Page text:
In the current turmoil, chaos and rise of Donald Trump, it is fascinating to go back and read the thoughts of Plato. It seems it was all predictable. f.sheikh
“Plato described five different types of societies, and ranked them according to how rational, successful and just each was. Four were kinds of city states that already existed in Greece – timocracy, oligarchy, democracy and tyranny. The fifth was his own Republic, a society ruled by philosopher kings, and which Plato called an aristocracy. This was the best of societies, one in which ‘the desires of the inferior many are controlled by the wisdom and desires of the superior few’.
Next on Plato’s scale of the good society came timocracy, or military dictatorship. Sparta was the model (as indeed it was for the Republic itself). It was a bleak, austere society built upon military conquest and mass enslavement in which slavery allowed not for a life of luxury but for one of unremitting asceticism. Sparta demanded obedience and sacrifice from its citizens to sublimate their interests to those of the community. All manual work in Sparta was the lot of slaves and of helots – Greeks captured in battle and enchained as bonded labour – because all male Spartans were trained almost from birth to become professional soldiers. To us, Sparta may seem anything but an ideal society, but the discipline, selflessness and attachment to the ideals of the polis won Spartans the admiration not just of Plato but of most Ancient Greeks.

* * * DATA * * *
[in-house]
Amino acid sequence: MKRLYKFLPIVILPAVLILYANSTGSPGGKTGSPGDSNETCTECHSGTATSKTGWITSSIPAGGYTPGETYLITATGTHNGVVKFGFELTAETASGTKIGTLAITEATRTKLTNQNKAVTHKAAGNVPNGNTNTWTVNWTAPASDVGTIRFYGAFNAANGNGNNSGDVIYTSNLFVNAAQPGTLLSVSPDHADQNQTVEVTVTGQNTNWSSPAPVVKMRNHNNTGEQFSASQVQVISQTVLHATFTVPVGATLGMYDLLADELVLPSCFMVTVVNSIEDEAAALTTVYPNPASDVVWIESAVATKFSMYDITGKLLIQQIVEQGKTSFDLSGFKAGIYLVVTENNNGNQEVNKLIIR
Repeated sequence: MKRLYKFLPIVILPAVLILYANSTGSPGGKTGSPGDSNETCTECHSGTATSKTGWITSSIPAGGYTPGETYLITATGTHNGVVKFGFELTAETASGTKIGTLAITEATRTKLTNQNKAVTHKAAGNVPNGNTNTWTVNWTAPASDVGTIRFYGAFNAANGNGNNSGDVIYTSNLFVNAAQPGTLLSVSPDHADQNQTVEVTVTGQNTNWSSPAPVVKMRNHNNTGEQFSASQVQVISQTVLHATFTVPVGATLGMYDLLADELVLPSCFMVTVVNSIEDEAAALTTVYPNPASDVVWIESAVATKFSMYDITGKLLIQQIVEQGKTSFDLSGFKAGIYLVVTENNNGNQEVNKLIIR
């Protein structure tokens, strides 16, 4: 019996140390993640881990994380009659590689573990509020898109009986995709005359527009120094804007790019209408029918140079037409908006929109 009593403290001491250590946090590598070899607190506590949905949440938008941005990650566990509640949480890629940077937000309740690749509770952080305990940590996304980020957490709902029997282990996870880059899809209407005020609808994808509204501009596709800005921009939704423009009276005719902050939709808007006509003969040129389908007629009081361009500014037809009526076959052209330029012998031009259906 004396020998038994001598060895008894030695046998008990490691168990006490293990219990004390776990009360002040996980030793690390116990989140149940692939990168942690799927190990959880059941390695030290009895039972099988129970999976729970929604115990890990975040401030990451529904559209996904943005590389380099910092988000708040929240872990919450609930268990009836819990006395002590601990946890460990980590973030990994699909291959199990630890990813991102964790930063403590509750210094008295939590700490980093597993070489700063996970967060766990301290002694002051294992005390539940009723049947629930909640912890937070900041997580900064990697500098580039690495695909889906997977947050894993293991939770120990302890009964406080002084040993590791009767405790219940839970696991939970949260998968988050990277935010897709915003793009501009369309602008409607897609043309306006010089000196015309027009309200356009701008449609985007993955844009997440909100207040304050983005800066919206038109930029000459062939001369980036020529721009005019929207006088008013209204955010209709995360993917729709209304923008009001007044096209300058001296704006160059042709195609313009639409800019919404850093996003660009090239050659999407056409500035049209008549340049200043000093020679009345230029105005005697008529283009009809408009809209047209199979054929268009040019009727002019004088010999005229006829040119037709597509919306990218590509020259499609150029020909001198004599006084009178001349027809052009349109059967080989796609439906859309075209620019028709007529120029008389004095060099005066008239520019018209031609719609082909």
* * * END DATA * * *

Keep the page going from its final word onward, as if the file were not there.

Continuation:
Timocrats, Plato believed, are ruled by the desire for honour, a passion more worthy than that of bodily desire, but less so than that of reason. If neither aristocracy nor timocracy was possible, then Plato considered oligarchy as the next best. The souls of oligarchs are dominated by an ignoble passion, the desire for material goods. They nevertheless have to show a degree of self-control to accumulate wealth. Then comes democracy, a society ruled by people dominated by lowly appetites for food, drink, sex and pleasure. It is a society without order or discipline. A democrat puts all ‘his pleasures on an equal footing’, ‘always surrendering rule over himself to which ever desire comes along, as if it were chosen by lot.’ Political equality inevitably leads to a coarseness of culture and an anything-goes morality, a claim that finds an echo among modern conservatives.
The only society worse than a democracy is a tyranny. This is not the opposite of democracy but is rather democracy fully played out, a society in which every form of behaviour, including murder and disrespect for law, becomes acceptable. The moral of the story is that ‘extreme freedom can’t be expected to lead to anything but a change to extreme slavery, whether for a private individual or for a city’. Tyranny enslaves not just the population but the tyrant too. A tyrant’s soul, Plato observes, must be ‘full of slavery and unfreedom, with the most decent parts enslaved and with a small part, the maddest and the most vicious, as their master.’ He is ‘like the city he rules’, full of ‘fear, convulsions and pains throughout his life’